As features editor for British Vogue during World War Two, Lesley Blanch as on the front line of women journalists covering a wide range of topics. She covered various aspects of Britain at war for the Ministry of Information, and documented the lives of women in the forces with her friend the photographer Lee Miller.
The scene is a wild stretch of coast. There are mountains inland, glimpsed nebulously through the icy, blanketing mists which lie low over the ragged, sodden fields. The cold appals. The most leathery-looking sergeant shudders. I am huddled inside a wigwam of topcoats. Stamping and shuffling in their battledress, the A.T.S. are blowing on their hands, waiting for the command to take over the gunsites.
This is one of the big practice camps where the Mixed A.A. Batteries, or gun teams, receive their final training before being sent to man the many defence posts. On the edge of the cliffs stand the great guns. Low overhead a practice or target plane rolls, swoops and spins with show-off brilliance. In the lee of a little glass-walled lean to hut where some remotely, beautifully academic-looking kine-theodolite girls are at work recording and checking the gunfire, a group of gunnery officers argue a point of tactics. Their scarlet capbands are sharp against the prevailing khaki of place and personnel.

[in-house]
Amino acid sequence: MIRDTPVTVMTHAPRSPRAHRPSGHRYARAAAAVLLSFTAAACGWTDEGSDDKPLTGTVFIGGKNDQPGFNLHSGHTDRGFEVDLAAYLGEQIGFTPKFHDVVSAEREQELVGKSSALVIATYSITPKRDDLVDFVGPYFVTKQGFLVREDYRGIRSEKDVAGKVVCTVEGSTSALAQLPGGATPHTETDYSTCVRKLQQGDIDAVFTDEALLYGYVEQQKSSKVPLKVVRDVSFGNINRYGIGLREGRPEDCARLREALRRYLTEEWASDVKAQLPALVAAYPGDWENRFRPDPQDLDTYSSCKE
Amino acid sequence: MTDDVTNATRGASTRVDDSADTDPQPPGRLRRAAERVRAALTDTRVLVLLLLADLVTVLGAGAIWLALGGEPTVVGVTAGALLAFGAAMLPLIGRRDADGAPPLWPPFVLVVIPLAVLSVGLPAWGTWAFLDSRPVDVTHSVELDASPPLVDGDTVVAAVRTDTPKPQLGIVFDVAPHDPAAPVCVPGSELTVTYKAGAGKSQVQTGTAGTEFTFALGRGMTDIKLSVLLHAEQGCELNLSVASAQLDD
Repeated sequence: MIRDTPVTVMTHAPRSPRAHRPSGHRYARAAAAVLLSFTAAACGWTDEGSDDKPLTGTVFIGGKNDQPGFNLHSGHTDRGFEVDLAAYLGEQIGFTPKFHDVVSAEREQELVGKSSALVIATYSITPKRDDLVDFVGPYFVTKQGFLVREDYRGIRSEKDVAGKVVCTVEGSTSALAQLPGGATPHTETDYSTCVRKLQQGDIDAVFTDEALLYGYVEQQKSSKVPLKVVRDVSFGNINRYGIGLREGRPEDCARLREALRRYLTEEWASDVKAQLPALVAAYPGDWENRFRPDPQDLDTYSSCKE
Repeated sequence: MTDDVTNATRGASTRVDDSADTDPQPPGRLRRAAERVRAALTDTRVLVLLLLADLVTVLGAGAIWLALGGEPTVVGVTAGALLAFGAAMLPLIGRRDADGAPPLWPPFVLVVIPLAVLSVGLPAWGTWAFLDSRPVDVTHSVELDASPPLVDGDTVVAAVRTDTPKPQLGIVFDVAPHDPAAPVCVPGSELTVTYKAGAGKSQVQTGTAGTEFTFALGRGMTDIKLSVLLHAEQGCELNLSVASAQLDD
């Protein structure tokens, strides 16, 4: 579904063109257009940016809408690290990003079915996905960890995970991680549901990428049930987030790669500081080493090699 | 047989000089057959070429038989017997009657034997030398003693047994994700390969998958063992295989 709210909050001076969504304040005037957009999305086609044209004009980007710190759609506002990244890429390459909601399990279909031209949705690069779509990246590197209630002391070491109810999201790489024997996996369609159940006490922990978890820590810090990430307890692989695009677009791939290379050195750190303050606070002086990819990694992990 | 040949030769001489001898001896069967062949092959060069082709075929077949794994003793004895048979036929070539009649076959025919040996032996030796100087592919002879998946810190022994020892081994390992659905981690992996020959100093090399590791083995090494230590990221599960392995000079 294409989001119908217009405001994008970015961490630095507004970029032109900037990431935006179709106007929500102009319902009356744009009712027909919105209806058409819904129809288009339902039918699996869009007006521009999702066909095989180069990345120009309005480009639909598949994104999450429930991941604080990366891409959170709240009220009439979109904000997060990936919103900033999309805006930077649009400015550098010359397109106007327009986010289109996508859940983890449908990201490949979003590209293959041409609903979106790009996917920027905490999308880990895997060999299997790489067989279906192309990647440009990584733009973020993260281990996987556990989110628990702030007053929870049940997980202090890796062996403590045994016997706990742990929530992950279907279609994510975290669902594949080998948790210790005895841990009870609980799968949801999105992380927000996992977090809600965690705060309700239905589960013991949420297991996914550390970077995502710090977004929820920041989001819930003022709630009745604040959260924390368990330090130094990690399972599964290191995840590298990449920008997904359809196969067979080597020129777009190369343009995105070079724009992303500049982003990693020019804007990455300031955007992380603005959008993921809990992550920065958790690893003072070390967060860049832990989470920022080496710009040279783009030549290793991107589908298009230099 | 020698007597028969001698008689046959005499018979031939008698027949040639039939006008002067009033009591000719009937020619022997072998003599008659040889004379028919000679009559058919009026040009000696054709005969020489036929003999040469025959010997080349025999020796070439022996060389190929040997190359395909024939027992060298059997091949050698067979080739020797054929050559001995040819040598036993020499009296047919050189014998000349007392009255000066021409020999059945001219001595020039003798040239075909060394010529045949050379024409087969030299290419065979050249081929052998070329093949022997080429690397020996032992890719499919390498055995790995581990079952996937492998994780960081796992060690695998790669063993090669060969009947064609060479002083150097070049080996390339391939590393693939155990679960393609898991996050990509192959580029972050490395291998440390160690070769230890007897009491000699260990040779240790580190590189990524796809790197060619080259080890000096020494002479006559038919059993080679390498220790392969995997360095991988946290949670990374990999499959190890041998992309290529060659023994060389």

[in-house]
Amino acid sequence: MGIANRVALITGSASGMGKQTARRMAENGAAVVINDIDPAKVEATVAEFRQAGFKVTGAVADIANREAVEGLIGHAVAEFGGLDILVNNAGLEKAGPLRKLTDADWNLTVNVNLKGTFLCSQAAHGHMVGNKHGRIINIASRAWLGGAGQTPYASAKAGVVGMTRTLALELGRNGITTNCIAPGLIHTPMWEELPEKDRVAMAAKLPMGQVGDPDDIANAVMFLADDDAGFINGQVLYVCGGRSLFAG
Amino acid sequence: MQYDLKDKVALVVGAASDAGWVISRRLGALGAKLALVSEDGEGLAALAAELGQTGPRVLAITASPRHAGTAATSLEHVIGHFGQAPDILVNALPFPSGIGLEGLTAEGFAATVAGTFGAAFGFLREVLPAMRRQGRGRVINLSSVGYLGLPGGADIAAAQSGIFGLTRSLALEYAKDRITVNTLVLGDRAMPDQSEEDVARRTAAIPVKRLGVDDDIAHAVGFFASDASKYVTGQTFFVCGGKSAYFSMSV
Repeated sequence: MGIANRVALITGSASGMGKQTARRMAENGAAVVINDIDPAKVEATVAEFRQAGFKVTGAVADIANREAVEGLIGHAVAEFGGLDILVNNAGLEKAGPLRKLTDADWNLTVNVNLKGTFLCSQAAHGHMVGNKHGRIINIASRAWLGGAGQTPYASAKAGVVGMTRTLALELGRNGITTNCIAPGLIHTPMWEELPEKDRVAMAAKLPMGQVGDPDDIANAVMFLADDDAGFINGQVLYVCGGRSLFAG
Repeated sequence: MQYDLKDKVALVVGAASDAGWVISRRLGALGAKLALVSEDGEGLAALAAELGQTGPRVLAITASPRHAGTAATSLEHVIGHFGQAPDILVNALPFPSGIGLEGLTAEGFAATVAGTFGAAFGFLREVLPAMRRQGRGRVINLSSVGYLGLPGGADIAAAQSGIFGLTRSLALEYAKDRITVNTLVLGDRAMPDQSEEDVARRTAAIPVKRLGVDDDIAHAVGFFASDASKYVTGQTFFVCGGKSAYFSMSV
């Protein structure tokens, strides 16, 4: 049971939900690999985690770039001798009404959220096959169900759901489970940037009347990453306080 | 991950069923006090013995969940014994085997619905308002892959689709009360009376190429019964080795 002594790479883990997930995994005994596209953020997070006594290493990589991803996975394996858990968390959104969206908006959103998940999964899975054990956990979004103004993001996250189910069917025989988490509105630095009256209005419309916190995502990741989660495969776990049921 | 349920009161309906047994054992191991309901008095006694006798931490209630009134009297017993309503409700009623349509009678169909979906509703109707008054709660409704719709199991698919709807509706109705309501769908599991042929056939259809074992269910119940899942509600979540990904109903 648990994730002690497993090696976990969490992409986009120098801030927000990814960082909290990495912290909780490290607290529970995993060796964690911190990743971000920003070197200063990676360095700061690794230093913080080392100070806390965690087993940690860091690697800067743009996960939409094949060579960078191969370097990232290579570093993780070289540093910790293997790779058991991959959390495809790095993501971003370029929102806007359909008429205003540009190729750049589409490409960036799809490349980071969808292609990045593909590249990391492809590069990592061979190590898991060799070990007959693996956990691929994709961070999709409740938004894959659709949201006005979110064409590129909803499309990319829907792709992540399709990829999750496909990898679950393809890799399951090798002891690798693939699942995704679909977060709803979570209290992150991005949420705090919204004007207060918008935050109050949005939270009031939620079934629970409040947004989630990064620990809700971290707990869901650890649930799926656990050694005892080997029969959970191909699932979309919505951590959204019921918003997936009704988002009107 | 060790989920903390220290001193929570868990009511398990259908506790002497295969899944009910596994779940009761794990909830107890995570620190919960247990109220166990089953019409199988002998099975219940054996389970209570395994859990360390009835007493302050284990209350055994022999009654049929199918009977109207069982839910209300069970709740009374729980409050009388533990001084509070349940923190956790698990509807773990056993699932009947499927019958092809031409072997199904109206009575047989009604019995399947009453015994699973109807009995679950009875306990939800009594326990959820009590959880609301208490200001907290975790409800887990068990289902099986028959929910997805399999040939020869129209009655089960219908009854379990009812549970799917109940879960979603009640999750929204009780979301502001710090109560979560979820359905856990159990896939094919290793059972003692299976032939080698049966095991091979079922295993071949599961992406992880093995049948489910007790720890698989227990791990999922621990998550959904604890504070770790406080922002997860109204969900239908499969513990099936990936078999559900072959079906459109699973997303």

Continue reading Lesley Blanch | Ack-Ack A.T.S. and others, January 1942
As a lobbyist for translation, I occasionally write reader’s reports giving an opinion on French books that have been submitted to a publishing company for consideration. Translations of good non fiction are rare compared to fiction, and fewer grants are available. As its the indies who tend to take risks on new writers-new translations, they have less funds and back up than the majors. So good books often get nowhere — very much the case for Bilal sur la route des clandestins by Fabrizio Gatti which I was commissioned to report on back in 2011. A university press with an endowment could be a possibility? Hence this post . . . The book would need updating of course, easily done. For now it is available in Italian and French so if you can read those languages — buy it!
BILAL SUR LA ROUTE DES CLANDESTINS by Fabrizio Gatti (478pp Liana Levi 2008) Winner of the premio Terzani in 2008
Fabrizio Gatti is a reporter for the Italian weekly, L’Espresso. Human rights defender and campaigner against organised crime, he has undertaken numerous undercover investigations. Ryszard Kapuscinski believed that news is all about political struggle and the search for truth, not profits and ratings as is invariably the case today. Gatti is a kindred spirit. He follows in Kapuscinski’s footsteps with this humane and heartbreaking book. Bilal, on the road with illegal immigrants is literary reportage at its best; an odyssey into the heart of darkness. Gatti is not only an excellent and courageous investigative journalist, but a real writer.
Continue reading Found for Translation | BILAL: On the Road with Illegal Immigrants